If it’s a typical subject of a class action lawsuit, it’s likely one of the EEOC’s New Year’s resolutions.
Just one month into 2024, some of us are already questioning whether we were a bit too ambitious with our New Year’s resolutions. Not the Equal Employment Opportunity Commission (EEOC), however. In the first month of the year — ambitious as ever — the EEOC already launched a new outreach initiative focused on one of its several “priorities” for 2024.
The commission isn’t likely to slow down. Employers are expected to see continued efforts to advance each EEOC priority in the coming months. These priorities outlined below, which focus on areas that are often the subject of class and collective action lawsuits, reflect an evolving understanding of the challenges faced by employees and employers alike.
Here are the key focus areas that the EEOC is emphasizing in 2024:
- Eliminating Barriers in Recruiting and Hiring. The EEOC is focusing on policies and practices that may be neutral on their face but are likely to result in a disparate impact felt by a protected class (and thus susceptible to class action lawsuits). For example, the use of artificial intelligence (AI) in hiring, screening tools facilitated by AI or automated systems, job advertisements that exclude or discourage certain groups from applying, and employers’ reliance on rigid job application systems that may be difficult for those with disabilities to access.
- Protecting Vulnerable Workers and Persons from Underserved Communities from Employment Discrimination. The EEOC defines vulnerable workers as: immigrant and migrant workers and workers on temporary visas; people with developmental or intellectual disabilities; workers with mental health-related disabilities; individuals with arrest or conviction records; LGBTQI+ individuals; temporary workers; older workers; individuals employed in low-wage jobs, including teenage workers employed in such jobs; survivors of gender-based violence; Native Americans/Alaska Natives; and persons with limited literacy or English proficiency. To implement this priority, the EEOC says that district offices and the agency’s federal sector program will identify vulnerable workers and underserved communities in their districts or within the federal sector for focused attention.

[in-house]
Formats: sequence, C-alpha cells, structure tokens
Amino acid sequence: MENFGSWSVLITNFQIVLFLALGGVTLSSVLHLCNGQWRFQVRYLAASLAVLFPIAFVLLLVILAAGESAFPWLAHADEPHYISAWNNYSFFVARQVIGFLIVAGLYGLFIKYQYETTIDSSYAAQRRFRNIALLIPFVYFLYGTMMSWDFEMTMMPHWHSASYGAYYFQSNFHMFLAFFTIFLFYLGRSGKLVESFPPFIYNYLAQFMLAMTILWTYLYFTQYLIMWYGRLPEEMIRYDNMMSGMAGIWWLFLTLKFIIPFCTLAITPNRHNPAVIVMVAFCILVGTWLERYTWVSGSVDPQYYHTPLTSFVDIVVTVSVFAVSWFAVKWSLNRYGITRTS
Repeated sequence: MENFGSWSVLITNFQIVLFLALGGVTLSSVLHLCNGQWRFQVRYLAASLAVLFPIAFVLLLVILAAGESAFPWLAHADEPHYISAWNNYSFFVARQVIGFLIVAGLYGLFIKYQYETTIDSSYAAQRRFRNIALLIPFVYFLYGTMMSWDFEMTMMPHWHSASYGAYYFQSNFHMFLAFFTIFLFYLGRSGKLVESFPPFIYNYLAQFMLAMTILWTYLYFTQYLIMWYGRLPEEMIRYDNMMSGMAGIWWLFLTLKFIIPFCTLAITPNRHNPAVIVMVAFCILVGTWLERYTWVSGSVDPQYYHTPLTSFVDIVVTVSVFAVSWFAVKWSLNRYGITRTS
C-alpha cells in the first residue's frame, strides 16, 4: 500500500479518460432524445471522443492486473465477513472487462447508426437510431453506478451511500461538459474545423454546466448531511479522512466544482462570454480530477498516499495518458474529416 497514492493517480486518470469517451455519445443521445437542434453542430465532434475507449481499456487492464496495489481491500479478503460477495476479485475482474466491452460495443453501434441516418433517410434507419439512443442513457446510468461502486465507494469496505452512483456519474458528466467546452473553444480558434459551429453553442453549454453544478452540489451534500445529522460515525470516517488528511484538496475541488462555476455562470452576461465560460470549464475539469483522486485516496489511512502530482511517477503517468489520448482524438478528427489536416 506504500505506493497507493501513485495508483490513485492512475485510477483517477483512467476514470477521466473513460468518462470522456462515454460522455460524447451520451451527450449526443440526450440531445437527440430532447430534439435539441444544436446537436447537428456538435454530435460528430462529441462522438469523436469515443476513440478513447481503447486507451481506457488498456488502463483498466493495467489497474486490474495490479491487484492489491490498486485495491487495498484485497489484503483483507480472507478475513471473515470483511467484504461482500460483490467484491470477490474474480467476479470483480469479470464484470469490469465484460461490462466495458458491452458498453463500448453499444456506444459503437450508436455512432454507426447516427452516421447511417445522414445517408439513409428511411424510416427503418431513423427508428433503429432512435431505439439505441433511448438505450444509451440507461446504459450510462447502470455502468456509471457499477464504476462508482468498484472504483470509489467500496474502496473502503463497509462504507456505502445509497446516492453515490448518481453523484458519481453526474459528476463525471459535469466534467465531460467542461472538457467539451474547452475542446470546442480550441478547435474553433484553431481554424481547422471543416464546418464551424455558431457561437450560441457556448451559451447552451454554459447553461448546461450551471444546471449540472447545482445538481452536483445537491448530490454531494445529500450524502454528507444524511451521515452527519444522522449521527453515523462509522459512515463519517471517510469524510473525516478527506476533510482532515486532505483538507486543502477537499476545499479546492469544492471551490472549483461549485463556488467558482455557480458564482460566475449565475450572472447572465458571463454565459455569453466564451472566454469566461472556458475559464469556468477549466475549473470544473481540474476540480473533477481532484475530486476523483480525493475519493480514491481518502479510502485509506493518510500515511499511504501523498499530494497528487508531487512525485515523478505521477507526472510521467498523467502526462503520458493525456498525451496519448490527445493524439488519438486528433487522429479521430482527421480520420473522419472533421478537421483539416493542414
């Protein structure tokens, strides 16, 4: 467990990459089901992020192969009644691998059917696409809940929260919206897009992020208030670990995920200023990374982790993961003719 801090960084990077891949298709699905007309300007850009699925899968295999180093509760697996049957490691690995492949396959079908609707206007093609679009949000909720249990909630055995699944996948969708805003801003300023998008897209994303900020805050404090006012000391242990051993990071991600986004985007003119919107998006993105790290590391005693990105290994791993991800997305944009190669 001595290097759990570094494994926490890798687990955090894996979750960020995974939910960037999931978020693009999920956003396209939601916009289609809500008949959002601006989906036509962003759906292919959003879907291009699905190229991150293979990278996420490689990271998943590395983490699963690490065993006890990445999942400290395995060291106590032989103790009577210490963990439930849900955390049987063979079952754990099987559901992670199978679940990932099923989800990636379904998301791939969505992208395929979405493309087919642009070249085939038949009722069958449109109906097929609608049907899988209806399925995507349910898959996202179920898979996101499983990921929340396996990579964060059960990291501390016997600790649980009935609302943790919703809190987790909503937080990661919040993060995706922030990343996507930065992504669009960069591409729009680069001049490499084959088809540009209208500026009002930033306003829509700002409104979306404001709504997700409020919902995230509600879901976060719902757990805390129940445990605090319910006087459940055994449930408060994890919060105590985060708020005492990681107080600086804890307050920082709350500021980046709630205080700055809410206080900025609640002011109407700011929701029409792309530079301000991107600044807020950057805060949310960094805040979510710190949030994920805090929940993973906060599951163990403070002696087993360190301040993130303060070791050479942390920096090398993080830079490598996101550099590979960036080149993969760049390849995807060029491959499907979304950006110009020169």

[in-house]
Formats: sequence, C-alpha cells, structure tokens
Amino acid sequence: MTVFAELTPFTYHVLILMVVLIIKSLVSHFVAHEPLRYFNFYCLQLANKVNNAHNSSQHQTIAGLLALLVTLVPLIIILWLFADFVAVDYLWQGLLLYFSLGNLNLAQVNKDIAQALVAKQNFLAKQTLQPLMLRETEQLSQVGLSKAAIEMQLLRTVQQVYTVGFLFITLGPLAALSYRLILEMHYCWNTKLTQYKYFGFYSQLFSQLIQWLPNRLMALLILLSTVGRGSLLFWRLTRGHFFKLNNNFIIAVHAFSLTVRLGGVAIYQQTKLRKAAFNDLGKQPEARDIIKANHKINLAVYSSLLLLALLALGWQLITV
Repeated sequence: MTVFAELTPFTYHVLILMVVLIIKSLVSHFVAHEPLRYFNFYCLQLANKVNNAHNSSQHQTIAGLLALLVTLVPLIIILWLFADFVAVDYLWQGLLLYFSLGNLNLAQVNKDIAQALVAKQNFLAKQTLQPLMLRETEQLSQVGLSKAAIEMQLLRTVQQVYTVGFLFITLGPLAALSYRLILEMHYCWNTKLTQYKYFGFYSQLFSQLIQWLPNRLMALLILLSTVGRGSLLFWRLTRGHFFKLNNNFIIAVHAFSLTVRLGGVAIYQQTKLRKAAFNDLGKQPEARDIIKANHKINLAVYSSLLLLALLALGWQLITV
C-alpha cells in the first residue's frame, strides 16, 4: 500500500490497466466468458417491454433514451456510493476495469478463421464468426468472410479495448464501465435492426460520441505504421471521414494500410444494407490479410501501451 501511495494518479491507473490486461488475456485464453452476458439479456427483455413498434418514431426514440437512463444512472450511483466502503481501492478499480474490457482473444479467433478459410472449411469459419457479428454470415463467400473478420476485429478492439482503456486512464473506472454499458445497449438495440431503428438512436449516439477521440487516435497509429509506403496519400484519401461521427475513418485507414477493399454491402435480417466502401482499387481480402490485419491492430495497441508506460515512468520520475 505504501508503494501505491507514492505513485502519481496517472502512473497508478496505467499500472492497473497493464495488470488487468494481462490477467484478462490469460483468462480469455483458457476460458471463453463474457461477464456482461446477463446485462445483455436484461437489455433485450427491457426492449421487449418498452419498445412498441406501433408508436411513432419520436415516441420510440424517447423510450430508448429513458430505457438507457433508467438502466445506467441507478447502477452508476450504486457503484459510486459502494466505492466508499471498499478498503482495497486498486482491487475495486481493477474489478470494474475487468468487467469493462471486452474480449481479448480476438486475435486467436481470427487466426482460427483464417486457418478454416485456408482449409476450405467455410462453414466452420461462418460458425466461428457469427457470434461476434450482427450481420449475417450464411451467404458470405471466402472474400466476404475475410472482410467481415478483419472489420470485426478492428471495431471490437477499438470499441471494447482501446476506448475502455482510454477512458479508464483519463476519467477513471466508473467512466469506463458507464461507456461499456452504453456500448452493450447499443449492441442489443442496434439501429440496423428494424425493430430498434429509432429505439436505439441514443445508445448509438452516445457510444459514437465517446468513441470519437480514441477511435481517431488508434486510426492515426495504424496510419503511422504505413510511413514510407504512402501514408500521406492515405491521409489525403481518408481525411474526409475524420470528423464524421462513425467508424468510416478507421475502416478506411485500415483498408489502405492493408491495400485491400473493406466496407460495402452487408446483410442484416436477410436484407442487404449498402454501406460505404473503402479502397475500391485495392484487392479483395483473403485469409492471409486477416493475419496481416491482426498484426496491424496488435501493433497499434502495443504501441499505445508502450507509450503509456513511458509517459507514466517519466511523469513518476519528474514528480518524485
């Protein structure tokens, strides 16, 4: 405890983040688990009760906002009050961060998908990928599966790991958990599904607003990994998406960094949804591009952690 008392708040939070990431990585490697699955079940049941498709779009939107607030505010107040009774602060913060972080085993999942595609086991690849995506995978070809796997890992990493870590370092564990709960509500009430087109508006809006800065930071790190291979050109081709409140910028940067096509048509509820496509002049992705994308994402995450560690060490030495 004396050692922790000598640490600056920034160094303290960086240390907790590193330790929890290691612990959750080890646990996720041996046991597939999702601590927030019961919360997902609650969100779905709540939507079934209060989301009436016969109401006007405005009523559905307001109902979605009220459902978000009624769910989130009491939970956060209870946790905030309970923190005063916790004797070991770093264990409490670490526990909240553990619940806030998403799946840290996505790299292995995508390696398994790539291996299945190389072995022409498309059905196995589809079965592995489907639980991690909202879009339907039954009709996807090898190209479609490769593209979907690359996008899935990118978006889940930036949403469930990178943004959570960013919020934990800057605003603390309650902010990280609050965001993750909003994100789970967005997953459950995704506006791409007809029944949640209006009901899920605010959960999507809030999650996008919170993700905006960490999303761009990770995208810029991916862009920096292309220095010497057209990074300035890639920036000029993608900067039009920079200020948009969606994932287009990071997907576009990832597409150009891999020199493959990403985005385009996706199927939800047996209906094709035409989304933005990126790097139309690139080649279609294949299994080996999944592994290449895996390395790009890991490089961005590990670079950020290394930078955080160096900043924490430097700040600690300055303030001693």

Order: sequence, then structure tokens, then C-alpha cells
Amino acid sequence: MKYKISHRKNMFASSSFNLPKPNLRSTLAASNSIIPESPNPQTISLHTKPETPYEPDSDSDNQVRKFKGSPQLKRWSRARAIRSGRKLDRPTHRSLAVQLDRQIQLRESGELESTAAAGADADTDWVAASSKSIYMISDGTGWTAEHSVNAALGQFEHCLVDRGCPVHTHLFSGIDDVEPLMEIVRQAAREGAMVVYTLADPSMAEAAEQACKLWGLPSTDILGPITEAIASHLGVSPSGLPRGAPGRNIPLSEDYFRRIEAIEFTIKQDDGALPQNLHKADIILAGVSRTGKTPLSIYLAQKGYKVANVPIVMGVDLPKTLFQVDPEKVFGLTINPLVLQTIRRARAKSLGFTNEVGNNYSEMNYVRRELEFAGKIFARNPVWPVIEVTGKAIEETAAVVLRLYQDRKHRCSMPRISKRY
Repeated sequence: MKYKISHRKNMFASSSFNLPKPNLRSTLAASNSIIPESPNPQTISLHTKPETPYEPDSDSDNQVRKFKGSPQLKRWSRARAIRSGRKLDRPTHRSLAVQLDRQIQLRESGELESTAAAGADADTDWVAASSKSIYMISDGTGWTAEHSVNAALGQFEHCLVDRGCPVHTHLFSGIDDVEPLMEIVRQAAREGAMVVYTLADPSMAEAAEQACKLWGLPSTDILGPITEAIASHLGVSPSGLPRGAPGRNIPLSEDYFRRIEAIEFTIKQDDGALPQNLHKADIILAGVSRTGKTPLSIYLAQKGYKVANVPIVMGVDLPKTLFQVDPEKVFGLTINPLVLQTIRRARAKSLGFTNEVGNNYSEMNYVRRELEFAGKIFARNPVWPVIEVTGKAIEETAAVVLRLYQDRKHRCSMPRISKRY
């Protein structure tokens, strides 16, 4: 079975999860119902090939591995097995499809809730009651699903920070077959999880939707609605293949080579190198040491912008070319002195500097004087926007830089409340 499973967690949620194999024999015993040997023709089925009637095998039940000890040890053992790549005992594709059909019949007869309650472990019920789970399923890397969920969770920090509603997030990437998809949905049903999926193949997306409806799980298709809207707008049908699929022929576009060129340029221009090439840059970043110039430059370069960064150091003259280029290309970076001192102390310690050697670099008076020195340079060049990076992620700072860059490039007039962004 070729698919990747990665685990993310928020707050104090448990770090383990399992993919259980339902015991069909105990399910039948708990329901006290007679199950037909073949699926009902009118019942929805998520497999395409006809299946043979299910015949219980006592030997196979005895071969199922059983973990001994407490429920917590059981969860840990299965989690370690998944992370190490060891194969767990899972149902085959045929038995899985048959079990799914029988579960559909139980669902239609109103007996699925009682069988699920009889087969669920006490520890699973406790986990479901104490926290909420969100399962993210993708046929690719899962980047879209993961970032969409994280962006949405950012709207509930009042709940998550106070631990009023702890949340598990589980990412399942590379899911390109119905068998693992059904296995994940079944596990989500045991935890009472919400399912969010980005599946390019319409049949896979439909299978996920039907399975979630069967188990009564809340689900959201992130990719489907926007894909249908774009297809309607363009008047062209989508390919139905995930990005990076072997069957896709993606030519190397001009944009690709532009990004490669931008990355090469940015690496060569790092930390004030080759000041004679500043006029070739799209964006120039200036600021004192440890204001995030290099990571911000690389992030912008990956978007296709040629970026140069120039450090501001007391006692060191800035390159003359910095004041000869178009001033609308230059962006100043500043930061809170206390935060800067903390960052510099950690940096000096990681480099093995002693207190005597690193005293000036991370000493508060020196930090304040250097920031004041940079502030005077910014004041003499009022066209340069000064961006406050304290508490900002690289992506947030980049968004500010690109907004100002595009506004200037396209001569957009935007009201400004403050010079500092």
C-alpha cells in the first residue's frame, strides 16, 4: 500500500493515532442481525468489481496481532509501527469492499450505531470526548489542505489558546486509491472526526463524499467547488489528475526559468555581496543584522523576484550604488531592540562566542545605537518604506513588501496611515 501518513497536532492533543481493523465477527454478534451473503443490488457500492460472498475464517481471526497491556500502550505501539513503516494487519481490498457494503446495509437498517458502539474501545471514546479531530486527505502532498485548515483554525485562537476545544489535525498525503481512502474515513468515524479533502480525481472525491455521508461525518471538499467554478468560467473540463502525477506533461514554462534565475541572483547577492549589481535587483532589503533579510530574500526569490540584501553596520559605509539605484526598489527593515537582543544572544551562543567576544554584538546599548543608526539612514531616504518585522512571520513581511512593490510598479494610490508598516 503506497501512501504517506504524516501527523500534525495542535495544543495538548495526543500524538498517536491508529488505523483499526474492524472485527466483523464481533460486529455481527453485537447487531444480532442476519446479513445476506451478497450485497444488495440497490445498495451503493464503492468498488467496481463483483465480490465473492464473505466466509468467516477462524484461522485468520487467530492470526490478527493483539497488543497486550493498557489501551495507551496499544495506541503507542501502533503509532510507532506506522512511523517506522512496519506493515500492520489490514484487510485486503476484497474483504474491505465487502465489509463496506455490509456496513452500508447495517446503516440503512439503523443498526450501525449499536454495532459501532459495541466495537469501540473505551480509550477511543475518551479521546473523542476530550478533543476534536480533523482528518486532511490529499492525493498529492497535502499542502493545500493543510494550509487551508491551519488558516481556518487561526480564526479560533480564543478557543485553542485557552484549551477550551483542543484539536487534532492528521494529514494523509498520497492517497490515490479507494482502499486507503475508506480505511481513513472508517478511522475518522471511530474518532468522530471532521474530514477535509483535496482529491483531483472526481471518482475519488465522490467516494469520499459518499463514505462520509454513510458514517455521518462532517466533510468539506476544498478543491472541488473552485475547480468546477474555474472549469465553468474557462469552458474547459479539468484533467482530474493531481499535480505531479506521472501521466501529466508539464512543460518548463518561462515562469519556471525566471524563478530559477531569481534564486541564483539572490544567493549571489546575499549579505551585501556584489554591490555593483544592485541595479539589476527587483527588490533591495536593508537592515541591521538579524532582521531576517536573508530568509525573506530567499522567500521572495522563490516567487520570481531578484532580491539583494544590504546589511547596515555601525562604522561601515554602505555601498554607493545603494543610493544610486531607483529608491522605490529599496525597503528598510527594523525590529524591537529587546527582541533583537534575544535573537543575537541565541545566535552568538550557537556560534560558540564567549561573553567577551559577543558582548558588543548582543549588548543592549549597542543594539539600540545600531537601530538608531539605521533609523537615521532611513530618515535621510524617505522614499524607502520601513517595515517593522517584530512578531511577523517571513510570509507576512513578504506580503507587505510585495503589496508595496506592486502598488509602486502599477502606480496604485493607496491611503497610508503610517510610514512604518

In furtherance of this priority, the EEOC launched its new REACH initiative just last week to ensure that these workers have access to the EEOC’s services and know their rights, making the Commission more accessible to those historically underserved. The program will hold listening sessions with stakeholders around the country to identify existing barriers to reporting discrimination, review and evaluate effective outreach strategies and tools, identify best practices for reaching vulnerable and underserved communities, and consider how to develop an increased presence in rural areas and areas far from physical EEOC office locations.
- Addressing Selected Emerging and Developing Issues. The EEOC is focused on issues that involve new or developing legal concepts or topics that are difficult or complex. By way of example, employers should expect increased scrutiny of:
- Qualification standards and inflexible policies or practices that discriminate against individuals with disabilities;
- Policies and practices for workers affected by pregnancy, childbirth, or related medical conditions under the Pregnant Workers Fairness Act and Pregnancy Discrimination Act;
- Discrimination influenced by or arising as backlash to local, national, or global events, including discriminatory bias arising as a result of recurring historical prejudices; and
- Discrimination associated with the long-term effects of the COVID-19 pandemic, including Long COVID.
- Advancing Equal Pay for All Workers. Pay equity remains a persistent issue, and the EEOC is doubling down on efforts to bridge the wage gap. The focus extends beyond gender-based pay disparities to encompass all forms of wage discrimination, including those based on race, ethnicity, and other protected characteristics.
Employers can expect increased scrutiny of pay secrecy policies, the discouraging or prohibiting of workers from asking about pay or sharing their pay with coworkers, and a reliance on past salary history or applicants’ salary expectations to set pay.
- Preserving Access to the Legal System. The EEOC will continue to scrutinize any practice that may deter employees from filing charges with the EEOC or cooperating freely in EEOC investigations. Specifically, the EEOC says it will focus on:
- Overly broad waivers, releases, non-disclosure agreements, or non-disparagement agreements;
- Unlawful, unenforceable, or otherwise improper mandatory arbitration provisions;
- Employers’ failure to keep applicant and employee data and records required by statute or EEOC regulations; and
- Retaliatory practices that could dissuade employees from exercising their rights under employment discrimination laws.
- Preventing and Remedying Systemic Harassment. The EEOC is intensifying efforts to address systemic discrimination, recognizing that isolated incidents can contribute to broader patterns of inequality. The EEOC says it will continue to focus on “strong enforcement with appropriate monetary relief and targeted equitable relief to prevent future harassment.”
Employers are encouraged to take proactive steps to identify and rectify systemic issues within their organizations.
In conclusion, the EEOC’s priorities for 2024 reflect a commitment to adapt to the evolving nature of the workplace. Employers are advised to stay informed and align their practices with these evolving priorities.